Another progress report: 14 inch Viola

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Another Progress Report on the 14 inch Viola

Mold Removal

When we last looked, I was ready to remove the mold but had not yet done so.

Ready to remove the mold.

Ready to remove the mold.

Removal of this sort of mold (French style) is very simple: I insert a tool (parting knife, usually) between each block and the mold, to break the glue that had secured the molds to the blocks, then I just gently lift the mold straight out.

Installing the Back Linings

So, here is the viola body with the mold freshly removed:

mold is gone, but the linings are not yet in place

The mold is gone, but the linings are not yet in place, and the blocks are still not shaped.

The viola still needed the back linings, so, I cut a tiny mortise in each side of each block, to receive the linings, bent the linings to shape, and installed the linings.

 

bassbar side view

Here’s that side view of the completed bassbar that I promised a week or so ago. You can see the two mortises in each block, prepared for the back linings.

 

Linings installed

Linings installed, using hot hide glue and lots of clamps. Those braces were just temporary insurance that the garland would stay the same shape.

 

Closeup view of clamps and linings.

Closeup view of clamps and linings.

 

Shaping the Blocks and Linings

After the glue dried, I removed the clamps and shaped the linings and blocks. I carved the linings to a smooth taper, and scraped them to a clean, smooth curve. I sanded all of the inside to remove splinters, etc. I also leveled the back of the garland and the heel of the neck before moving on. It had to be dead flat and smooth:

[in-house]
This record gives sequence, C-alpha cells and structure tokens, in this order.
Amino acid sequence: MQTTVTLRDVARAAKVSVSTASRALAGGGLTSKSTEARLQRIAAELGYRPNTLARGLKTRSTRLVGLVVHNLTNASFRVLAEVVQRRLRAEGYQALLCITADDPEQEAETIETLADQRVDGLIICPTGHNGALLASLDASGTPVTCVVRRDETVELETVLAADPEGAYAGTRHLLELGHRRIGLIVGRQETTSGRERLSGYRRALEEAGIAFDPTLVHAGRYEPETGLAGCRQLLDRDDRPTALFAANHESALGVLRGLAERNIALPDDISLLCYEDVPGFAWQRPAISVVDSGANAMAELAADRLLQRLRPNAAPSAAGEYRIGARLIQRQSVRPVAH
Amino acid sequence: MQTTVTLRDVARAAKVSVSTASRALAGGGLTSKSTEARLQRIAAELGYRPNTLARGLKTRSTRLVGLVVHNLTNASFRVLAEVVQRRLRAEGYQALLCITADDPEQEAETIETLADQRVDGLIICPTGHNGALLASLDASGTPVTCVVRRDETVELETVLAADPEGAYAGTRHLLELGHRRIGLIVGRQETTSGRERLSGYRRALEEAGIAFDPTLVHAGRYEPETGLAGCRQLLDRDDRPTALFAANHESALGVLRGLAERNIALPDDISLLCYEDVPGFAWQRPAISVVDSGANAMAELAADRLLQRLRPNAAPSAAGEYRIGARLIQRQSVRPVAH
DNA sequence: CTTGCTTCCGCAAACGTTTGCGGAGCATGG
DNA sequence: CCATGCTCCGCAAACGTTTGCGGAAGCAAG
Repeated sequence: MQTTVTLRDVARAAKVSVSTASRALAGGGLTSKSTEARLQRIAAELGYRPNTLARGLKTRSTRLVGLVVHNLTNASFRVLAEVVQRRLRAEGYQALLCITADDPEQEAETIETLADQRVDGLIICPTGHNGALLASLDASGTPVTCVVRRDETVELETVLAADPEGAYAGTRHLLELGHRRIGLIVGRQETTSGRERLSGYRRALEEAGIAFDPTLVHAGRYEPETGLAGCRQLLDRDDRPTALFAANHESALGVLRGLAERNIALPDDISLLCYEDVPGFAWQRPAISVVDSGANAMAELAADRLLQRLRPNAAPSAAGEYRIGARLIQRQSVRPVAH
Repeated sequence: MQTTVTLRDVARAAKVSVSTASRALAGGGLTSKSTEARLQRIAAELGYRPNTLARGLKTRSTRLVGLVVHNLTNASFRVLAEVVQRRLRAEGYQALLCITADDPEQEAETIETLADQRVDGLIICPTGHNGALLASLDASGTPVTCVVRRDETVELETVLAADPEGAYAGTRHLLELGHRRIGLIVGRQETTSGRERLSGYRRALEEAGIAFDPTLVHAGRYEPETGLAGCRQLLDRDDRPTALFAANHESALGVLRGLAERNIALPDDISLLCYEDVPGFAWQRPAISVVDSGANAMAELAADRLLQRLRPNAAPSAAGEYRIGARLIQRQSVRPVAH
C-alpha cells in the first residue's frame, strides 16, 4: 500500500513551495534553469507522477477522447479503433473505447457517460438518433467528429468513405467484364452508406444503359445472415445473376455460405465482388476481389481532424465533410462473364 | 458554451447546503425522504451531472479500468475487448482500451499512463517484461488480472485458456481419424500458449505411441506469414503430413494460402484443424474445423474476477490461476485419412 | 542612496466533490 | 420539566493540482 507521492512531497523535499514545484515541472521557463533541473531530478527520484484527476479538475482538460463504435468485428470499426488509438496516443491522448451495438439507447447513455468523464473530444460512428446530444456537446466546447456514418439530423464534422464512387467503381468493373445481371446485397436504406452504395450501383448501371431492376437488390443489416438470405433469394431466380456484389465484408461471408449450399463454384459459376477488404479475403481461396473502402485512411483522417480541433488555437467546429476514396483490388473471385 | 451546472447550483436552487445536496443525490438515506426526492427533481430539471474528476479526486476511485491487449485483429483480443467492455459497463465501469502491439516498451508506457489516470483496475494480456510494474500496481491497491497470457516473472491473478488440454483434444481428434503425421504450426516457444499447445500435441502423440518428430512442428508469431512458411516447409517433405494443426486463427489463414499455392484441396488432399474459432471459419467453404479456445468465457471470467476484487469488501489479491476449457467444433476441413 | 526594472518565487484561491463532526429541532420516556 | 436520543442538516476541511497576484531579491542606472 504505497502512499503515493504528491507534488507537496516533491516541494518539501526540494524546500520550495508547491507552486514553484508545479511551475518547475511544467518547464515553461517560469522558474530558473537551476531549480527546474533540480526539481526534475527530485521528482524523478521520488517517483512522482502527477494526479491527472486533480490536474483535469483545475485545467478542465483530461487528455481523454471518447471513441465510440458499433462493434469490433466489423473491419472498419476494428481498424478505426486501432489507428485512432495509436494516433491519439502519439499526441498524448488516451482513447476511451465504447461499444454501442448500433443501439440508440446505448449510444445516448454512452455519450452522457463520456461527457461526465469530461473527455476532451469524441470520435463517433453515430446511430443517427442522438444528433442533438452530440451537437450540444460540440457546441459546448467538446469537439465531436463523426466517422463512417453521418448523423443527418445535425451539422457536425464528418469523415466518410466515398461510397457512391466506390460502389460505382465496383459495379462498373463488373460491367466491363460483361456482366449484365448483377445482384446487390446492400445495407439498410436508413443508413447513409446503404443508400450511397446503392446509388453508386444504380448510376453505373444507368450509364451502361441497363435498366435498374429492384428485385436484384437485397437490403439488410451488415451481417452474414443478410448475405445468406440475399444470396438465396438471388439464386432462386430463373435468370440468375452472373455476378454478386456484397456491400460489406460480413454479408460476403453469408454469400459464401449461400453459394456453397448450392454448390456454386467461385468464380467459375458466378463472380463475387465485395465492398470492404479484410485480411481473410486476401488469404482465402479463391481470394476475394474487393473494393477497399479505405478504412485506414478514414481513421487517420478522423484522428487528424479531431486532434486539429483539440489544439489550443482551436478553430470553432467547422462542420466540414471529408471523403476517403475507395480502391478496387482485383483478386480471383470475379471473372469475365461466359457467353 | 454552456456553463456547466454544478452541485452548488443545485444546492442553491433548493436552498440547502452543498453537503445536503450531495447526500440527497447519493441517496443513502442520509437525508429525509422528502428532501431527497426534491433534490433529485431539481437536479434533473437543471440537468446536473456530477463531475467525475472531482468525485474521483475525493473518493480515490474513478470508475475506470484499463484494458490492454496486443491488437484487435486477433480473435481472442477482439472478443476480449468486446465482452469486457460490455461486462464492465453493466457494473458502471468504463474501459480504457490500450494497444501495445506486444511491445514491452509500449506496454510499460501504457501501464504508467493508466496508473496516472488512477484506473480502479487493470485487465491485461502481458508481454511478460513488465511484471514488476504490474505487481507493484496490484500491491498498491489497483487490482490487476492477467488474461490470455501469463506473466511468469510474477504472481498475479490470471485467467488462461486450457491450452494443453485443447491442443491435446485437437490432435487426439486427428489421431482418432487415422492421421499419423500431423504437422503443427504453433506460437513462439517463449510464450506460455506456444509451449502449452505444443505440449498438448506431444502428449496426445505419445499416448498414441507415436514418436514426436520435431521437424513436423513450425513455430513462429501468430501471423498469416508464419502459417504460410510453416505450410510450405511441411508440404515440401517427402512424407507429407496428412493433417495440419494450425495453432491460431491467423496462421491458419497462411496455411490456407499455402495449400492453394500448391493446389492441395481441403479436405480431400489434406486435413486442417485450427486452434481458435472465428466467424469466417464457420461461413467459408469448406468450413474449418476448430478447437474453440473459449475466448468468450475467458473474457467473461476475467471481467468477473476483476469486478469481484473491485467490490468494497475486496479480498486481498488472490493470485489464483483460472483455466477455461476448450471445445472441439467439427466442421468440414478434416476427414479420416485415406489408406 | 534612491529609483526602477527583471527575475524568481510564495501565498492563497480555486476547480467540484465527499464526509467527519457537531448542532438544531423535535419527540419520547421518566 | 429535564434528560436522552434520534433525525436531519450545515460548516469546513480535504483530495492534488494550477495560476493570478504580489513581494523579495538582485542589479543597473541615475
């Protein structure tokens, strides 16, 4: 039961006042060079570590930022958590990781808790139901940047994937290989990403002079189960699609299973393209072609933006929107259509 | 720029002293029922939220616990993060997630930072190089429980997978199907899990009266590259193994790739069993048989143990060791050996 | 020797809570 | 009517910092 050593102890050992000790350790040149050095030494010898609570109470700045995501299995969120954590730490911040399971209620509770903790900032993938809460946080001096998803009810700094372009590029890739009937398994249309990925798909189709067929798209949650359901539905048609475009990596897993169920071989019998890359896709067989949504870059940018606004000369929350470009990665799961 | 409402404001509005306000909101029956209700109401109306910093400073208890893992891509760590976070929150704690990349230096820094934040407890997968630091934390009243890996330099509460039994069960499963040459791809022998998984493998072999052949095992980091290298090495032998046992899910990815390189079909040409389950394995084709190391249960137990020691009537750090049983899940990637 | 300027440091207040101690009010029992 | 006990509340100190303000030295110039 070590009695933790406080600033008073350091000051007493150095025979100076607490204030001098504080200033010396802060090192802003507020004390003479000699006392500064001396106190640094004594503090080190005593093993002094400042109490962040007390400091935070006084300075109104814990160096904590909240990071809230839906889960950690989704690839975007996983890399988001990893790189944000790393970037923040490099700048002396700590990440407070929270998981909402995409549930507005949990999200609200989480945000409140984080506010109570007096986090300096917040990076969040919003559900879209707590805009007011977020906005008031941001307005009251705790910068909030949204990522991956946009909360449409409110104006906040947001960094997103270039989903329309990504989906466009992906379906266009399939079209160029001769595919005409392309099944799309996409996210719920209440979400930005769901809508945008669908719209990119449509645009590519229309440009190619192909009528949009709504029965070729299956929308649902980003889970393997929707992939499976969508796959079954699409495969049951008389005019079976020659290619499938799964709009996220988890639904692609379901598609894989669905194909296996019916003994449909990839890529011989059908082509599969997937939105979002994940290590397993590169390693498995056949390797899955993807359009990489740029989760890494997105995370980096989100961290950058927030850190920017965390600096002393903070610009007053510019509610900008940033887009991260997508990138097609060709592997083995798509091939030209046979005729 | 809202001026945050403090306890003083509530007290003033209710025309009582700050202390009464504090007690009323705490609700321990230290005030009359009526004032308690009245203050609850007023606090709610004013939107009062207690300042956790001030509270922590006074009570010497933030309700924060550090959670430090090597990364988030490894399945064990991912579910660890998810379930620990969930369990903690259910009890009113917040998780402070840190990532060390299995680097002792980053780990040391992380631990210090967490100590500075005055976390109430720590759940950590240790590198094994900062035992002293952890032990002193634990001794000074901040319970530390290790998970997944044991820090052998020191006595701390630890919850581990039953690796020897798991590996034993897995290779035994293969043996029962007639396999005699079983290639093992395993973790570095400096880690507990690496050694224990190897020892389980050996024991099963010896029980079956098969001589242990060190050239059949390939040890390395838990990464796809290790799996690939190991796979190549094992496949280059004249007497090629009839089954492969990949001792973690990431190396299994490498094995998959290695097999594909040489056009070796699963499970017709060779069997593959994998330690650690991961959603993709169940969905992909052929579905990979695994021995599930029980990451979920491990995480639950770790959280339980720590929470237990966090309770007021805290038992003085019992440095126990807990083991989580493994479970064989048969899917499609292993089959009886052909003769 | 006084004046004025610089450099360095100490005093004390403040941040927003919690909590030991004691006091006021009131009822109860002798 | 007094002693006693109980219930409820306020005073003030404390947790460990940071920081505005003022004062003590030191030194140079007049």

ready for the back plate to be installed.

So, there it is, ready for the back plate to be installed.

 

Installing the Back Plate

While the glue was drying, I had installed the label on the inside surface of the back plate, located so that it will be visible through the bass side f-hole. (Forgot to take a picture…sorry.)

Once all was ready, I clamped the back plate in place, dry; then, using a thin-bladed palette knife, I inserted hot hide glue all around the perimeter; quite¬†liberally at each of the six blocks, and clamped it up tightly. The last clamp to be applied was the neck block clamp. I checked the angle of the neck one last time before adding still more glue under the button, and adding that clamp. But here it is, all clamped and drying. My wife always says the clamps look like old-fashioned hair-curlers. (Yeah, I remember those things….)

spool clamps holding bacl plate to garland

These spool clamps were given to me by my friend and mentor Jake Jelley. I don’t know whether he made them himself, but they are definitely handmade, and they work very well.

I will try to get the back purfling done this weekend. Then we will be on the home stretch.

 

Thanks for looking.

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